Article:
Also, if you watched the news, you should see throngs of students and parents in support of the principal? Do you really think he would get that type of support if he was as bad as the report made him out to be? Hmm...

  • Caroline, SF Education Examiner 6 years ago

    I have no way of knowing how accurate the allegations are or why it took the Fresno district so long. But a few points in response to specific comments:

    1. I would have no way of knowing why the principal would get so much support if the allegations are true. But I've known lots of school administrators of varying degrees of competence, and in none of their cases can I remotely imagine dozens of people popping up to fabricate wildly inventive accounts of physical abuse. So it's a mystery.

    2. As I've explained many times before, there is high turnover (officially called "mobility") in basically all schools serving high-poverty populations. The difference is that KIPP schools DO NOT REPLACE the students who leave, while traditional public schools do. So KIPP schools wind up with the lower performers/students who couldn't live up to expectations simply gone, and a streamlined class consisting entirely of the few students who COULD live up to expectations. Other schools replace the students who leave with other likely high-mobility students, meaning that they're similarly likely to be academically challenged. SO that's a huge difference. KIPP schools' 8th grades tend to be far, far smaller than their 5th grades for this reason.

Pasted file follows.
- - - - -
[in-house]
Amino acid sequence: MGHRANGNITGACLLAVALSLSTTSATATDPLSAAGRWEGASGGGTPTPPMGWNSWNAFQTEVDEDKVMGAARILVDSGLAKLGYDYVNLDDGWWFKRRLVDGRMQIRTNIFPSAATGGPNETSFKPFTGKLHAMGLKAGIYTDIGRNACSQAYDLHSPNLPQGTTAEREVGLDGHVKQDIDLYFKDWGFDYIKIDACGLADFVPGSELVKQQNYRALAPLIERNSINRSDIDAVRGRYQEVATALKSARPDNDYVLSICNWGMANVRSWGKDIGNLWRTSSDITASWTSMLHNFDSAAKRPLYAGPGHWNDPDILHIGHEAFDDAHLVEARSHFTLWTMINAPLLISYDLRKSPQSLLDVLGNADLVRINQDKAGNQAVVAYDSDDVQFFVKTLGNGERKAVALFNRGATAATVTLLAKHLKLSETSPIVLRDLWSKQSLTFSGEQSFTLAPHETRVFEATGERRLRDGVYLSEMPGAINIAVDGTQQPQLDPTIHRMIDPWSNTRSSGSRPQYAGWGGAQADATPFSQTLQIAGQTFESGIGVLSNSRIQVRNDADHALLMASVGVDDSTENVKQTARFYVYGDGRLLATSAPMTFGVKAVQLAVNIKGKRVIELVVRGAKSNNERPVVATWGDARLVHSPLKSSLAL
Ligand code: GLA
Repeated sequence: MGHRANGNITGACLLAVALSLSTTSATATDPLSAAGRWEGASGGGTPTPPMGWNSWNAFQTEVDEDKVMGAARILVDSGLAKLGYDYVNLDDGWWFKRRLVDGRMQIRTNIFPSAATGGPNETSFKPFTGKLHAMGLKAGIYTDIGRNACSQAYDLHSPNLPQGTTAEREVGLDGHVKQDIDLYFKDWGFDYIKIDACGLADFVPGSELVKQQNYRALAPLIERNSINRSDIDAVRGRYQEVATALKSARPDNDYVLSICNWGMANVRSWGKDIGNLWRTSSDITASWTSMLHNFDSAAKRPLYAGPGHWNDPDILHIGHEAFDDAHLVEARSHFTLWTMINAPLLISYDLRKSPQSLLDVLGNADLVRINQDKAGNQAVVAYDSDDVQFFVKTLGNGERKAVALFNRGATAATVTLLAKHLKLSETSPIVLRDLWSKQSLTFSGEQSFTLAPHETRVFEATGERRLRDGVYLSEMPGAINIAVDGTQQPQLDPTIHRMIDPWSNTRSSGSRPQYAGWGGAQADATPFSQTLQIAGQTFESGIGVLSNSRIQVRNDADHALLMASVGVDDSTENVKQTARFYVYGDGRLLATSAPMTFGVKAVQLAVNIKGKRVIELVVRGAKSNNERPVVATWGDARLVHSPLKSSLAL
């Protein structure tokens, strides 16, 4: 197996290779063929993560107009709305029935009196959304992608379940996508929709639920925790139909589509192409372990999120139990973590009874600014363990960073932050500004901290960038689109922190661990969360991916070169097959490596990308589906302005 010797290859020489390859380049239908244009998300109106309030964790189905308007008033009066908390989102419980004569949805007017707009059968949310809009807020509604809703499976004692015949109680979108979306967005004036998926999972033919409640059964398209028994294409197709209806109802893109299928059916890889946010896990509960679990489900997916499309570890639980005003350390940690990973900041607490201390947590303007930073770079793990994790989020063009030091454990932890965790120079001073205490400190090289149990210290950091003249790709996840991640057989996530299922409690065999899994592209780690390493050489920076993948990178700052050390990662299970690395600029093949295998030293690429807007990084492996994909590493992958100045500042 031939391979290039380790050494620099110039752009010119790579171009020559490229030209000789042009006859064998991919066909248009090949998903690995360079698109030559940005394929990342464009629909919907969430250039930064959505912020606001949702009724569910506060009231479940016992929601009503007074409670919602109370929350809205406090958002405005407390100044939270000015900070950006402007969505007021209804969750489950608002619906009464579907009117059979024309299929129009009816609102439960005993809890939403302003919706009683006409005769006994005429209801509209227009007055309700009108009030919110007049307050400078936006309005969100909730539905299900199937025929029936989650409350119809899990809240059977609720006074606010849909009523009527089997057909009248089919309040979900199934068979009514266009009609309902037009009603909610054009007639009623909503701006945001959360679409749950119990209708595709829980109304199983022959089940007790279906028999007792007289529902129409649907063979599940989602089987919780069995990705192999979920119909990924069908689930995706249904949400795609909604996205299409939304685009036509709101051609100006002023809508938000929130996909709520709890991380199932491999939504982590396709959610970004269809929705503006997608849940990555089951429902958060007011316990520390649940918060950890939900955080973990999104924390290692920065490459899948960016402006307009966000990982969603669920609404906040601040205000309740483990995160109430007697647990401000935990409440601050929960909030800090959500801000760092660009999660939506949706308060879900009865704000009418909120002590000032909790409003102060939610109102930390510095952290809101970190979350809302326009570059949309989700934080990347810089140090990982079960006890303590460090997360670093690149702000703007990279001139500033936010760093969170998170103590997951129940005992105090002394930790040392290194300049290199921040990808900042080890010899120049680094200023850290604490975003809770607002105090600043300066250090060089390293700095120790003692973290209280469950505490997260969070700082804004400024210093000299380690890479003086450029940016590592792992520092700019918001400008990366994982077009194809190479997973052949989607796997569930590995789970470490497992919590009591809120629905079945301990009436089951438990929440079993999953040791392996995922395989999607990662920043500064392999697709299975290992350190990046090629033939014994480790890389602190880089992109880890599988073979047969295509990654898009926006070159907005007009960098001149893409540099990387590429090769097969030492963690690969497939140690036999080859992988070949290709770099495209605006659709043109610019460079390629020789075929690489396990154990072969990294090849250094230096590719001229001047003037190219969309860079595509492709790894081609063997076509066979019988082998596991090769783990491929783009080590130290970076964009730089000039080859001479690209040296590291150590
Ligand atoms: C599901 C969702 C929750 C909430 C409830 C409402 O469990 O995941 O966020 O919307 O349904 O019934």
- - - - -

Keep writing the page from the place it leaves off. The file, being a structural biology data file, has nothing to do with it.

3. Obviously any witness must be "trustworthy" to be credible, but "unbiased" is an absurdly impossible standard to impose. No judge could or would even think of imposing it. Obviously, that would rule out any victim and most witnesses; the entire justice system would grind to a halt.

  • alastingwill 6 years ago

    1) FUSD took so long because they couldn't corroborate their "facts." The fact that so many people support the school - parents, children, and community members alike - implies that it's not the terrible place that the media's making it out to be. FUSD itself has admitted to mistakes in the report. At what other school would you get the same type of support?

    2) I don't know if you've studied KIPP for 3 years, but here's a report of findings from a 3-year study commissioned by the Hewitt Foundation, an independent party to KIPP:

    "KIPP charter schools in the Bay Area don’t “cream” students from the surrounding neighborhoods, and most significantly outperform surrounding district schools on the state’s standardized tests. KIPP schools aren’t immune from the problems facing urban districts, including student attrition and teacher turnover, but school districts can learn from their achievements.